Burbank residents can now leave comments for city officials on issues slated to be discussed at upcoming meetings as part of a pilot program to increase community engagement, especially for those who may not be able to attend a meeting in person.
For six months starting in August, residents will be able to leave public comments online for the City Council, the Park, Recreation and Community Services Board and the Planning Board — three of the more than 20 different bodies that meet publicly on a regular basis.
Users can leave comments through the city's website once a meeting agenda is posted online, and all comments must relate to a topic included on the agenda, according to a city report.
Commenting will close 24 hours before the meeting to give elected officials and board members time to review the reports. Members of the public who wish to review other people's comments can request them through the city clerk's office or pick up a copy of the report during the meeting, said Burbank City Clerk Zizette Mullins.
The Planning Board offered a similar online service in 2010, Mullins said, but it fizzled out after two years.
Residents must provide their name, a valid email address and their postal zip code before commenting. Anonymous comments will not be accepted, something Councilman Gary Bric said was necessary.
"It's like coming down here, you put a face to a name, those comments I appreciate," Bric said. "When I read something on a blog, and I haven't got a clue who it's coming from, it means absolutely nothing to me."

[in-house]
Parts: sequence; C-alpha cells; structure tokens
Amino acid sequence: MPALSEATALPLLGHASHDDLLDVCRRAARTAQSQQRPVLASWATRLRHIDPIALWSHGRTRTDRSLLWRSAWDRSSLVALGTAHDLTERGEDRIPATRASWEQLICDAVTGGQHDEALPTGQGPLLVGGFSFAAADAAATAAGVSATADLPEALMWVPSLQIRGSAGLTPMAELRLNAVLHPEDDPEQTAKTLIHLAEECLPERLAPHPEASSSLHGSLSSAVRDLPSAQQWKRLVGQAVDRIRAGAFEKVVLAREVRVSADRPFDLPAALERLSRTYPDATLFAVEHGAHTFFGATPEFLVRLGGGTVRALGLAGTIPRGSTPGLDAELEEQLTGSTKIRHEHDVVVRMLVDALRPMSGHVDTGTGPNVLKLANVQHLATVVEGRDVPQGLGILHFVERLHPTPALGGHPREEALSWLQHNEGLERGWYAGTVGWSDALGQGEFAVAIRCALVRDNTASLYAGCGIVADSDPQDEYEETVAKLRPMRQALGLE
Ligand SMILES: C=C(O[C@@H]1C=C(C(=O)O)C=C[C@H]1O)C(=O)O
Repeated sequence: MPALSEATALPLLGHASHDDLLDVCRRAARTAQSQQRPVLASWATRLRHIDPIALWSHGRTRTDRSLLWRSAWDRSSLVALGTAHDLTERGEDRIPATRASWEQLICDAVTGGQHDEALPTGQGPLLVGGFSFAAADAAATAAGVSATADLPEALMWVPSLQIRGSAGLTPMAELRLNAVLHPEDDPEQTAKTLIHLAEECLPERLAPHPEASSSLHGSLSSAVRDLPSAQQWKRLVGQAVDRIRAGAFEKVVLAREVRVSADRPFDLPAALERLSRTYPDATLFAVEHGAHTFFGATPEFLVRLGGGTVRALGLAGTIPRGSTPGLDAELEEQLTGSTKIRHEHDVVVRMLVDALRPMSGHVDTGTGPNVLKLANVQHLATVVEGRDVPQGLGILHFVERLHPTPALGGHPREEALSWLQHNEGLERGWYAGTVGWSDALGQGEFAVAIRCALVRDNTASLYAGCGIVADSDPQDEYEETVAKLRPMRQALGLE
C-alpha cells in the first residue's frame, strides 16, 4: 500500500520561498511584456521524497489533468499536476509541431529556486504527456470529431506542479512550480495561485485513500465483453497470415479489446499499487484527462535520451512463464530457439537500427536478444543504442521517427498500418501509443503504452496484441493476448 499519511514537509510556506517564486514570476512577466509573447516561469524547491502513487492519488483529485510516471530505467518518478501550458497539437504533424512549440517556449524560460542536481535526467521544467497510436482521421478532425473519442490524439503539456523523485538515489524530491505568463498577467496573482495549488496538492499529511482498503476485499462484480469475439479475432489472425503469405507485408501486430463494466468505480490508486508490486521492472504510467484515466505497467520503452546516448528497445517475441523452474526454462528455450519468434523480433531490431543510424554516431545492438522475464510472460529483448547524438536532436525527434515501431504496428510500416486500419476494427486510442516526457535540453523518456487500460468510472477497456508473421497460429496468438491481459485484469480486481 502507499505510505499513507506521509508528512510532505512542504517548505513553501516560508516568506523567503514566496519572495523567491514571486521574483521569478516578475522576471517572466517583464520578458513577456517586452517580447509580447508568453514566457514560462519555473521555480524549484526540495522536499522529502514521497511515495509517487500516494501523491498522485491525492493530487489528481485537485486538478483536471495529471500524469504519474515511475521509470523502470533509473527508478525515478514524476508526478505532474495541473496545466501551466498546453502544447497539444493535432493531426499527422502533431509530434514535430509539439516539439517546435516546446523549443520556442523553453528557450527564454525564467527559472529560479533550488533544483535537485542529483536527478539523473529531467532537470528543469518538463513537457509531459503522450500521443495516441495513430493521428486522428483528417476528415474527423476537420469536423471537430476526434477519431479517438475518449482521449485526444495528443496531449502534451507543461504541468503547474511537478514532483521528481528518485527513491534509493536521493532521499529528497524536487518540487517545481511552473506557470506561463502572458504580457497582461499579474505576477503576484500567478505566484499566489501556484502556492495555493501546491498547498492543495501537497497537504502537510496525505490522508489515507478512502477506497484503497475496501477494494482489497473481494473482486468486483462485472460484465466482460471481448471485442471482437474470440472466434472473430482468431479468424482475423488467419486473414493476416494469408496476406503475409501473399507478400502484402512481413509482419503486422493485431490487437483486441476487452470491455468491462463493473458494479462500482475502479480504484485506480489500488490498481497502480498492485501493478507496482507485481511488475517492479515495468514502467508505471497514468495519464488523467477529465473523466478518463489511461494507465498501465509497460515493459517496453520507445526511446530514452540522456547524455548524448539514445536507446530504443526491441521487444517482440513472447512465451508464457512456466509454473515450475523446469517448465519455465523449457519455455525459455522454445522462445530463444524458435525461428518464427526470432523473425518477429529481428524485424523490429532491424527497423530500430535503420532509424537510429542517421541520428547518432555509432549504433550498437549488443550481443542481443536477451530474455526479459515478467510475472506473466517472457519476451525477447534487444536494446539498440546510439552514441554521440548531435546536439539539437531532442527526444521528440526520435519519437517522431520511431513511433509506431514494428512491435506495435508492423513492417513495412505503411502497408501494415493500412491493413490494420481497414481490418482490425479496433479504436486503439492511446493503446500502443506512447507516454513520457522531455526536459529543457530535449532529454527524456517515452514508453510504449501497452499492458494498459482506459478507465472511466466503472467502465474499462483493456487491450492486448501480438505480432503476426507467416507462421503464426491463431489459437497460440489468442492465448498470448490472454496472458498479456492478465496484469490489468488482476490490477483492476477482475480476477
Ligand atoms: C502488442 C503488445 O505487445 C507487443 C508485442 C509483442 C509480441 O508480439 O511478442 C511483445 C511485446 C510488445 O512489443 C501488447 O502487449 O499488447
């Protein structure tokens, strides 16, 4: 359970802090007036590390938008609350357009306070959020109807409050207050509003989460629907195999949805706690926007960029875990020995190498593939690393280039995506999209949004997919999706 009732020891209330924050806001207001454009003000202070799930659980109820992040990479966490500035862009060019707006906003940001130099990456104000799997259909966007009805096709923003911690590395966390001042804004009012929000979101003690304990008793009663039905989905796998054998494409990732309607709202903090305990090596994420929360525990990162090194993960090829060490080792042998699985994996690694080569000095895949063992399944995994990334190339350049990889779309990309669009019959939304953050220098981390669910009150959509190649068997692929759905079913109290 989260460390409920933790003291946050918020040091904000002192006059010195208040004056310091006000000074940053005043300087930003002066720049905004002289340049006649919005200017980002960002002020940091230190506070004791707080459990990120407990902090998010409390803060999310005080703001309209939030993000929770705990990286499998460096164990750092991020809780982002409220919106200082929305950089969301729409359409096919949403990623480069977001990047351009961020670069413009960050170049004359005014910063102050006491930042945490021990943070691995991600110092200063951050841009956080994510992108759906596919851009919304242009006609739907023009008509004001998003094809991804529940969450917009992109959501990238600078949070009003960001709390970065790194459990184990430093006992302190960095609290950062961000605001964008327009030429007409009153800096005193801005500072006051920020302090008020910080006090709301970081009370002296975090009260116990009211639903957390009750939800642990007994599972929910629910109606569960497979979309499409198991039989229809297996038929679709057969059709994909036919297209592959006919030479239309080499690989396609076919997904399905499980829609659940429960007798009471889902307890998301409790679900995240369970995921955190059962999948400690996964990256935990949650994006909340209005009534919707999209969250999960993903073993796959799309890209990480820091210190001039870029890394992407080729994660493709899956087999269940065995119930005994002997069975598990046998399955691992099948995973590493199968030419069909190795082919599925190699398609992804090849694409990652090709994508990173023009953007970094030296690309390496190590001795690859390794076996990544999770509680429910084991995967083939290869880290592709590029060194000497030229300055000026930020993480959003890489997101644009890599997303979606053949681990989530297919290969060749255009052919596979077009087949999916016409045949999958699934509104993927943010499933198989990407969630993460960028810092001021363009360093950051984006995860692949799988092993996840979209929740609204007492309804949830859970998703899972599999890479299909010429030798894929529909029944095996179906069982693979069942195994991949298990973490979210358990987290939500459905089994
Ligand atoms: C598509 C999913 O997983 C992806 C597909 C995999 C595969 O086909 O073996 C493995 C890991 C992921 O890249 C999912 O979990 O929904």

The public can post up to 600 characters per agenda item, which will be distributed to the council or board, as well as the city attorney, city manager and city department staff.
The system serves as a tool to "provide greater public access, engagement, transparency and efficiency by allowing those who are unable to attend meetings to give their input through a computer, tablet or a smartphone," Mullins said.
The service is included in the city's $32,000 annual contract with Granicus, a meeting management company that provides live and archived audio and video recordings of city meetings.
At the end of the pilot period, city officials will evaluate whether to expand the program to other boards and committees.
"I think it will be very beneficial to us," Mullins said. "This is just providing an additional way or method for the public to be engaged… especially with a lot of working parents, people are so busy and may not have the time to come to a City Council meeting and sit for hours."